USCIS issued a new policy memo on unlawful presence on May 10, 2018 related to stays in F, J, or M nonimmigrant status. Unlawful presence is defined as presence in the United States after the expiration of the authorized period of stay which can lead to a 3 or 10 year bar from receiving a visa or new admission into the U.S. after departure from the United States.
Under current policy there is a distinction between violating visa status and unlawful presence for individuals in F, J, or M status who violate their status because individuals are admitted for “duration of stay” or D/S with not specific end date so that unlawful presence does not accrue unless USCIS actually makes a formal finding of a violation of status or they are ordered removed, deported or excluded. Status violations may include unauthorized employment or participating in activities not authorized by the visa status.
Under the new policy guidance unlawful presence starts accruing as outlined below:
Before August 9, 2018: An individual in F, J, or M nonimmigrant status who has failed to maintain status before August 9, 2018, will start accruing unlawful presence based on that failure as of August 9, 2018, unless he or she already started accruing unlawful presence on the earliest of the following:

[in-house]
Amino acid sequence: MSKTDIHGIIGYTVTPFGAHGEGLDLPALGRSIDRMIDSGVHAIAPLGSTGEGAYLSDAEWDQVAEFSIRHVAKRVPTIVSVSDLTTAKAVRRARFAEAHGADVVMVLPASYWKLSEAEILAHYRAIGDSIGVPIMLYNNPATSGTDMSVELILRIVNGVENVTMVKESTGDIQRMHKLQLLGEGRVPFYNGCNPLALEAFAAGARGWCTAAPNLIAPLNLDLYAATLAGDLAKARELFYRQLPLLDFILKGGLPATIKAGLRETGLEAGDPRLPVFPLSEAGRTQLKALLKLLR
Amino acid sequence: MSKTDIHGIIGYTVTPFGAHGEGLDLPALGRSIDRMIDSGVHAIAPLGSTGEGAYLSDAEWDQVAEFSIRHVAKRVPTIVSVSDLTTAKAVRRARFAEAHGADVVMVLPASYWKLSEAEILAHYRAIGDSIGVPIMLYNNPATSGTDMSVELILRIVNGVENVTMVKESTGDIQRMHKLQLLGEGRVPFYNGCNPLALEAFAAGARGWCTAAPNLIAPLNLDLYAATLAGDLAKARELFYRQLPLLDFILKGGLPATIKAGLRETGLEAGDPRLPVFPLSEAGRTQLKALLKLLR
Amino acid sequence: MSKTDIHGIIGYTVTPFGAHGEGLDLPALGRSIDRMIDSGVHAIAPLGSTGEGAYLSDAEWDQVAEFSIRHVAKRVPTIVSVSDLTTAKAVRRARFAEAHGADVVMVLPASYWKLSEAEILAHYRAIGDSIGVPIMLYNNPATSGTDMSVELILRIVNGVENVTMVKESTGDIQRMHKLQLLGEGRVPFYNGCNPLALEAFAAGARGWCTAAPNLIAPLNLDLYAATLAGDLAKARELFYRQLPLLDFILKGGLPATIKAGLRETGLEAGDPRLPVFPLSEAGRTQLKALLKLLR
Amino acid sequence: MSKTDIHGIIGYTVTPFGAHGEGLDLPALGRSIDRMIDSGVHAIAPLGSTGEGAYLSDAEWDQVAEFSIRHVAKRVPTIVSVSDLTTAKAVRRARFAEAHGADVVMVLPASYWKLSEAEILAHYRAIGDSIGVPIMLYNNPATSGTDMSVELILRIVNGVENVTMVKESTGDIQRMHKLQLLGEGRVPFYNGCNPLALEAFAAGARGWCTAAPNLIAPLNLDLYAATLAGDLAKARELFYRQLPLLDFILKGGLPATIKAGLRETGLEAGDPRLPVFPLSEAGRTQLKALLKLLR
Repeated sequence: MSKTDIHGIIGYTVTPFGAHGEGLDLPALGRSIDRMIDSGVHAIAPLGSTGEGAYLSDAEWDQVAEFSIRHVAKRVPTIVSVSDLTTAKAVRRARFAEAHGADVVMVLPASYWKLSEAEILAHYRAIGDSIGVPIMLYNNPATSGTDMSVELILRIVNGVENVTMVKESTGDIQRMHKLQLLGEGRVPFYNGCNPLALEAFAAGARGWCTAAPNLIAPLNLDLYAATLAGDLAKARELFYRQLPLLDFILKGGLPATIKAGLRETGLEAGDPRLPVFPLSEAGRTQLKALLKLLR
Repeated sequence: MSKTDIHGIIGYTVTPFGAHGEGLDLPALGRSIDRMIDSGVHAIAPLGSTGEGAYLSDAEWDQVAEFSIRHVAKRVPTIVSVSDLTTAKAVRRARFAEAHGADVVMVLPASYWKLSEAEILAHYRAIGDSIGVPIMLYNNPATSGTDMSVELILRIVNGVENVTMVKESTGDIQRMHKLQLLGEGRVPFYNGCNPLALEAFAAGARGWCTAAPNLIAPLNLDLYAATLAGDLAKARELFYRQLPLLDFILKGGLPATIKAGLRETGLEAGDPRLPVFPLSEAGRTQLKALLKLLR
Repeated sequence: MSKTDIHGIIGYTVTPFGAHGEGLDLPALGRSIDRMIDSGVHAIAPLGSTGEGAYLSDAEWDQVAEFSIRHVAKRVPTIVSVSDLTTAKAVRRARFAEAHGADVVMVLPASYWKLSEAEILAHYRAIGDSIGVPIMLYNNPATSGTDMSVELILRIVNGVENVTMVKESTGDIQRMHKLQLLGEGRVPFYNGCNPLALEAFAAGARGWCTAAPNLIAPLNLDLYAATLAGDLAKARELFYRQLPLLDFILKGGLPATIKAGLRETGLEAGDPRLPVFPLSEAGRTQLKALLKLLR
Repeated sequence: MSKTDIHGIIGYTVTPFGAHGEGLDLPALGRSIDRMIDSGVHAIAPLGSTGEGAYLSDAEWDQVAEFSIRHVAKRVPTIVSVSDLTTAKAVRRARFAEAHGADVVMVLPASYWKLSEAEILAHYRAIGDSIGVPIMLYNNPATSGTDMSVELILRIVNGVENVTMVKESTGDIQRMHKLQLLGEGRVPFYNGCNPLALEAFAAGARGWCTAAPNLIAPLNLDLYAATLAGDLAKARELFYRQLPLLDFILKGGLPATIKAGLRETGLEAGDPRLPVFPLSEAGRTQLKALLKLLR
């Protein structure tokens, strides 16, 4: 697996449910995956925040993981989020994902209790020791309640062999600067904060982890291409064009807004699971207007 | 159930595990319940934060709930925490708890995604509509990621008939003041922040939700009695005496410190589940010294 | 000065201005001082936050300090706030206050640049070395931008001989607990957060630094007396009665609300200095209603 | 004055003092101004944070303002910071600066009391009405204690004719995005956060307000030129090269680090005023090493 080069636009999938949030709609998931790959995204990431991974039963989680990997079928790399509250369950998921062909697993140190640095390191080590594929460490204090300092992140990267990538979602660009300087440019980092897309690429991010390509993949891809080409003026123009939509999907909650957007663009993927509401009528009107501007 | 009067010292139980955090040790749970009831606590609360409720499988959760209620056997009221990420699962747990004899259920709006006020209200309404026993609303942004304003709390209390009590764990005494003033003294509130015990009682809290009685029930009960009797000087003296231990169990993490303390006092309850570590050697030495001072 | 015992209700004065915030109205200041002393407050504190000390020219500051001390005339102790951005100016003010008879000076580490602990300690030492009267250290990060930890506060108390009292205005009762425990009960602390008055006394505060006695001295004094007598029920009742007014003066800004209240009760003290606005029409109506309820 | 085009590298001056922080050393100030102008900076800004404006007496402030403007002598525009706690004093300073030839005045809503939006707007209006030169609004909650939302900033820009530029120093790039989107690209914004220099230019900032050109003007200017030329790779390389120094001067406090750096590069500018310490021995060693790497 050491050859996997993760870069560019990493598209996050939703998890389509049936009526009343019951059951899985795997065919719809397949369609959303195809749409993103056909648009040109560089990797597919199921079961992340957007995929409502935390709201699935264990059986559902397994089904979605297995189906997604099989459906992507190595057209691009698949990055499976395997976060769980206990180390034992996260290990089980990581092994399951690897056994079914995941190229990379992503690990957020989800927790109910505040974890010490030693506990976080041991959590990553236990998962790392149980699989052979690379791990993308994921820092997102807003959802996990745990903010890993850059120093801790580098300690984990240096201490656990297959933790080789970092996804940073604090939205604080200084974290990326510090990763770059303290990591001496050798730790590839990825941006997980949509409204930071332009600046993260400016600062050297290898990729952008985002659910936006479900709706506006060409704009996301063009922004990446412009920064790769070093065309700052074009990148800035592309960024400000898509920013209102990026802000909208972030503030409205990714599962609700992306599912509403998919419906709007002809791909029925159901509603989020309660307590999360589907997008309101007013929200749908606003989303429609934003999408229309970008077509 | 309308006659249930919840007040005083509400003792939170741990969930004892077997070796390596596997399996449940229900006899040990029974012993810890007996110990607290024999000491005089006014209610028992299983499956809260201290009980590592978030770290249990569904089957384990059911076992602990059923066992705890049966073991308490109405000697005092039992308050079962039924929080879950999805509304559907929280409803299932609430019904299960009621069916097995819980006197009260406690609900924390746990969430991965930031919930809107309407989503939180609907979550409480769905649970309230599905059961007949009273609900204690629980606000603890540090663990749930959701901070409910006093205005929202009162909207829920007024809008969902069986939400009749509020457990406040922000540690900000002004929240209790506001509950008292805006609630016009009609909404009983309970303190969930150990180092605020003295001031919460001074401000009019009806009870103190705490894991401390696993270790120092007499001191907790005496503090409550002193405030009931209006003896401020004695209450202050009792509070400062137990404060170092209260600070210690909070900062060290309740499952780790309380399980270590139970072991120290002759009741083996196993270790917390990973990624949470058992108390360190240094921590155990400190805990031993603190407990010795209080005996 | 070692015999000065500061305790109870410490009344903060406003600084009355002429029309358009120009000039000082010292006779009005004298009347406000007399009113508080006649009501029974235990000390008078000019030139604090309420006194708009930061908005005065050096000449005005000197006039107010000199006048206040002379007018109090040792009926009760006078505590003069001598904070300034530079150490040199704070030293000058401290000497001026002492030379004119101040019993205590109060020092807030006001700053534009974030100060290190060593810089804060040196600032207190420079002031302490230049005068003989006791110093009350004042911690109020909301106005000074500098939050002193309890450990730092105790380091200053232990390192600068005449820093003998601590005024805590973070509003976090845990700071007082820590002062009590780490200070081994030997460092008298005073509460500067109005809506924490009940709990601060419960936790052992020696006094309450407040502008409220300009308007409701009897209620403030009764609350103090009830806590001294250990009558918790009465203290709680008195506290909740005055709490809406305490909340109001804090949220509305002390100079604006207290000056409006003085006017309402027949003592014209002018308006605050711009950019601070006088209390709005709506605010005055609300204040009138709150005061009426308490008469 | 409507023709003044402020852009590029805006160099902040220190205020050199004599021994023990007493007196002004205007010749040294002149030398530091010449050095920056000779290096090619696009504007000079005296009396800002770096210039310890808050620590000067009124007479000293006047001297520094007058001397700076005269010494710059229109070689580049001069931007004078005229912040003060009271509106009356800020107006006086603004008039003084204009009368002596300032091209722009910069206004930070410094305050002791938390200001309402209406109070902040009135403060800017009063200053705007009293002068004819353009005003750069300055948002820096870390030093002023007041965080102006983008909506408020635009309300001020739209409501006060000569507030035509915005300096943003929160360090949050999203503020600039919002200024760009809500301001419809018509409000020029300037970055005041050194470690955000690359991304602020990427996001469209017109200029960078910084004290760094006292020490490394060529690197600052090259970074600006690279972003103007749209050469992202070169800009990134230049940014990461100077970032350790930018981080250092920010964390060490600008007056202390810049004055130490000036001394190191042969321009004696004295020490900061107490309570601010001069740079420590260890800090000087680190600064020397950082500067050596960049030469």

- the day after the U.S. Department of Homeland Security (DHS) denied the request for an immigration benefit, if DHS made a formal finding that the person had violated his or her nonimmigrant status while adjudicating a request for another immigration benefit;
- the day after the person's Form I-94 Arrival/Departure Record expired; or
- the day after an immigration judge, or in certain cases, the Board of Immigration Appeals (BIA), ordered the person excluded, deported, or removed (whether or not the decision was appealed).
- the day after the F, J, or M nonimmigrant no longer pursues the course of study or authorized activity, or the day after the person engages in an unauthorized activity;
- the day after completing the course of study or program (including any authorized practical training plus any authorized grace period);
- the day after the person's Form I-94 Arrival/Departure Record expires; or
- the day after an immigration judge or, in certain cases, the BIA, orders the person excluded, deported, or removed (whether or not the decision is appealed).